Friday, December 24, 2010

A History of the Christmas Tree


Just as Santa’s visit and opening gifts marked the moment of the Christmas holiday, the Christmas tree demarcated the span and locale of the celebration. The tantalizing array of trinkets, toys, and mementos tied to its branches, and weightier treasures stowed beneath an imposingly decorated tree, created a powerful icon of the emerging American Christmas. The first accounts of a Christmas tree, a vestige of the evergreens Romans used at winter to symbolize regeneration, date to the German Reformation, after which the practice spread northward to Scandinavia. In England, Prince Albert, a German, made a gift of a small Christmas tree to his wife Queen Victoria in the mid-nineteenth century, reputedly marking the tree’s first appearance in England. The custom spread easily and quickly in America. Charles Haswell remembered that as a teen in the 1830s he braved “a very stormy and wet night” to go to Brooklyn, where a number of immigrant German families had settled, to see their “custom of dressing a ‘Christmas Tree.’”

Harriet Martineau had predicted the popularity of Christmas trees as early as 1832, when she noted that she had “little doubt” they would “become one of the most flourishing exotics of New England.” An affluent urban class, which had grown fond of traveling, delighted in the Christmas trees they saw in Europe. Anna and George Ticknor toured Germany in 1835, where on Christmas Eve they had been dazzled by an evergreen alight with candles, the first they had seen. Two years later, they held a party at their home in Boston. Mrs. Henry Wadsworth Longfellow, who attended, wrote in her diary that the Ticknors had “a beautiful Christmas tree decorated with presents from one relation to another.” It was the first she had seen and she “was as much excited as the children when the folding doors opened and the pyramid of lights sparkled from the dark boughs of a lofty pine.”

Before long, small Christmas tree markets began to spring up in town squares. Sunday schools (and only later, often with protest, churches proper) began to set up Christmas trees and hand out candies to children. Magazines and books, increasingly available, also familiarized Americans with details of Christmas trees and the rituals attending them. In 1851, when her “children had such a number of gifts,” Mahala Eggleston, who lived on Learmont Plantation near Vicksburg, “made a Christmas tree for them.” She had learned about them “from some of the German stories” she had been reading. “Mother, Aunt and Liz came down to see it; all said it was something new to them,” she wrote in her diary. Godey ’ s Lady’s Book especially helped define the tree’s place in the American home Christmas. In 1850, it published in its December issue the first widely circulated picture of an small evergreen, decorated and atop a table, surrounded by a family.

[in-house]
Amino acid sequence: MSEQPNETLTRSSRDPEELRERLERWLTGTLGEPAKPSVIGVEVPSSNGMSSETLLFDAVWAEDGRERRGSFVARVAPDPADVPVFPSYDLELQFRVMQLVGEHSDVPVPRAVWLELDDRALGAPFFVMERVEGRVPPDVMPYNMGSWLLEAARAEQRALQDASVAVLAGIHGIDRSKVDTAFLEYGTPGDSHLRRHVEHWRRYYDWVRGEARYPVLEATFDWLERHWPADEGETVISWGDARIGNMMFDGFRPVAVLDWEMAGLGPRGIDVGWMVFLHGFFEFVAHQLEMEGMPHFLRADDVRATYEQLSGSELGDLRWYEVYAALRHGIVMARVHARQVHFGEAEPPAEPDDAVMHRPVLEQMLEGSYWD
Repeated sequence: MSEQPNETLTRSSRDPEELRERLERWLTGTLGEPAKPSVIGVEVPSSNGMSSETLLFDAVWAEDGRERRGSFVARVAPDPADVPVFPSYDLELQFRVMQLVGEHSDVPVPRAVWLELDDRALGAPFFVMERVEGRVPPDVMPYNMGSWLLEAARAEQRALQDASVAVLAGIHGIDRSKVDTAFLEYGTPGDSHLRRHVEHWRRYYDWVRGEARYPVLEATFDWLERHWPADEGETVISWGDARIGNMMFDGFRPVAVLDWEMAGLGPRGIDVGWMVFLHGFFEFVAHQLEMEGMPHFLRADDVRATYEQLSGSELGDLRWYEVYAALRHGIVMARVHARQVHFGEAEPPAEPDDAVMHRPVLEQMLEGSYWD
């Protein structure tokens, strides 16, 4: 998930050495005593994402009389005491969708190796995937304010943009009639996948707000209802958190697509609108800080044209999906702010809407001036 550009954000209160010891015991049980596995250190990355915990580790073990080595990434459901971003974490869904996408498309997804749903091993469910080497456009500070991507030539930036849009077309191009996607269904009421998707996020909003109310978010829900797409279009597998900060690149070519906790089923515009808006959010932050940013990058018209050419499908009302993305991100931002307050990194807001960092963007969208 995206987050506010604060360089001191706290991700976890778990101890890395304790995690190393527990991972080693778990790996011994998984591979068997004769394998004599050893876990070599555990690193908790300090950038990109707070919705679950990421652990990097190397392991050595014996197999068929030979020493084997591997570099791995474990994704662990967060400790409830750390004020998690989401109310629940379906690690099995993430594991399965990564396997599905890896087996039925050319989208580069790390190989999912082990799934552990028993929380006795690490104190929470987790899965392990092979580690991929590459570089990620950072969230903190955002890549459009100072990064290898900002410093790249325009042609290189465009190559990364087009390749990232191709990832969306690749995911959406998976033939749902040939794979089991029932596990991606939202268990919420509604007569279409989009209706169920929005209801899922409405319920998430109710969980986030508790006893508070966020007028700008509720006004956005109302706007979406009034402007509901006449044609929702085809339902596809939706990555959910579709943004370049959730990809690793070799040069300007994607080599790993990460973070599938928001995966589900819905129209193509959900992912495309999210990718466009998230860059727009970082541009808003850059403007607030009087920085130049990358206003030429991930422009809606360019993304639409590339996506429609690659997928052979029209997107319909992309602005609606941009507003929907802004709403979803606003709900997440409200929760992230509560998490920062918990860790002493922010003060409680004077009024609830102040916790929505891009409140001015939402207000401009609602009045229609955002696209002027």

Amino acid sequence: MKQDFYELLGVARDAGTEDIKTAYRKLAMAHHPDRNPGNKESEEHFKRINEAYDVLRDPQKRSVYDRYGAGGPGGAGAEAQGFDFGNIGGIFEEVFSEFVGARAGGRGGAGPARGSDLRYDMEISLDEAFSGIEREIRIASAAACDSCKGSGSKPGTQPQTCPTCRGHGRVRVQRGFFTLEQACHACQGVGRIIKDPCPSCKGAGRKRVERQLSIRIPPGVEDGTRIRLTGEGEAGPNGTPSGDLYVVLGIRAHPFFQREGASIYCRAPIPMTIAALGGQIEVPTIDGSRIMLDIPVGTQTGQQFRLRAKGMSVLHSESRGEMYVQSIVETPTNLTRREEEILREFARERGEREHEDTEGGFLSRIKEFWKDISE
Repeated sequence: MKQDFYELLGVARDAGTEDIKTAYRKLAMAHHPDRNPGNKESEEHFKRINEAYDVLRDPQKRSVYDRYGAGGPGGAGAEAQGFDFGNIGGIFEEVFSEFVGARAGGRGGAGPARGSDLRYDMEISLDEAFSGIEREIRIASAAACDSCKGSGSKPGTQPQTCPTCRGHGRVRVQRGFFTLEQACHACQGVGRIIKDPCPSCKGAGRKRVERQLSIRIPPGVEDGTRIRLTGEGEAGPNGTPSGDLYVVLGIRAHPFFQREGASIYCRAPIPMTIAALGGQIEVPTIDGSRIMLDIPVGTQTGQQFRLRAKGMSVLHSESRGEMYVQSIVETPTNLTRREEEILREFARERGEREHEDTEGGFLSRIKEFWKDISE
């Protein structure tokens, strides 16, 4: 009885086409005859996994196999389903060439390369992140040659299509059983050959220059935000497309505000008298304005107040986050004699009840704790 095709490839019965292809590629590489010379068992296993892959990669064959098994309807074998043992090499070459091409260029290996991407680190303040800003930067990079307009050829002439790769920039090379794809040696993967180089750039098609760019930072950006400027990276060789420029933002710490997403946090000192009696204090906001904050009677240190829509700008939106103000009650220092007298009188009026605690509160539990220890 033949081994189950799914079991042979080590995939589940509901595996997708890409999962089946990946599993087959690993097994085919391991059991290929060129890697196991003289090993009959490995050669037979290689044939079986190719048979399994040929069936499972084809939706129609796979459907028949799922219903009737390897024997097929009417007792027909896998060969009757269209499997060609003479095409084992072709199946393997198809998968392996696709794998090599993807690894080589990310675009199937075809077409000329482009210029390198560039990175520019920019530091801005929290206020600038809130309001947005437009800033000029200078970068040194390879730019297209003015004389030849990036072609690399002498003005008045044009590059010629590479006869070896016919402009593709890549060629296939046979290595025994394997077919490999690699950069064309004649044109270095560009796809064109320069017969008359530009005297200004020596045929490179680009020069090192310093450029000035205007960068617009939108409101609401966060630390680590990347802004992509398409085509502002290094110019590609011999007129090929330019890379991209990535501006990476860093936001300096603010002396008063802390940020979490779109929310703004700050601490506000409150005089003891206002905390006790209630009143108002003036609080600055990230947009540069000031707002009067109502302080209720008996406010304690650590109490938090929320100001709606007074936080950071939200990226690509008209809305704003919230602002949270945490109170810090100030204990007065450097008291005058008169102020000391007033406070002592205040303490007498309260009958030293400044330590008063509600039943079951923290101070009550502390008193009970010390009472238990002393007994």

The reasons for the tree’s popularity were not hard to discern. Candies, toys, and candles transformed it into a fanciful vision of delight that dispelled the gloom of winter. At the same time, it expressed perfectly the age’s romanticism that made nature a metaphor for moral ideals. The tree’s symmetry and perpetual green when all outside was barren reflected beauty, order, and life in God-created nature. Its impressive presence in the parlor attested to the importance of the home Christmas holiday, creating a proper setting for secular, domestic, and even sacred holiday rituals.

This was especially so in the industrializing North. Yet the new aspects of the holiday—Santa’s visits, a tree in the parlor, gifts wrapped in paper and string—were beginning to overlay southern traditions also. The conclusion of the Civil War hastened the expansion of this new Christmas tableau. Christmas possessed potent resources for grappling with issues of absence, discord, misunderstanding, forgiveness, and regeneration. It beckoned men and women past earthly travail into an idealized domestic haven that was neither particularly northern nor southern in its origins or biases. Moreover, it created a way of creating common bonds and traditions to bind the nation together. “In a day of general change,” the editor of Harper’s wrote, “we sigh for conservative elements and wonder how we may more closely attach the country to its best hopes and traditions.”


By Len Travers
Greenwood, 2006

Did you know the Puritans did not celebrate Christmas? Or that trick or treating on Halloween began in the late 1930s?  Every holiday has a history, and this book sets out to tell it.

No comments:

Post a Comment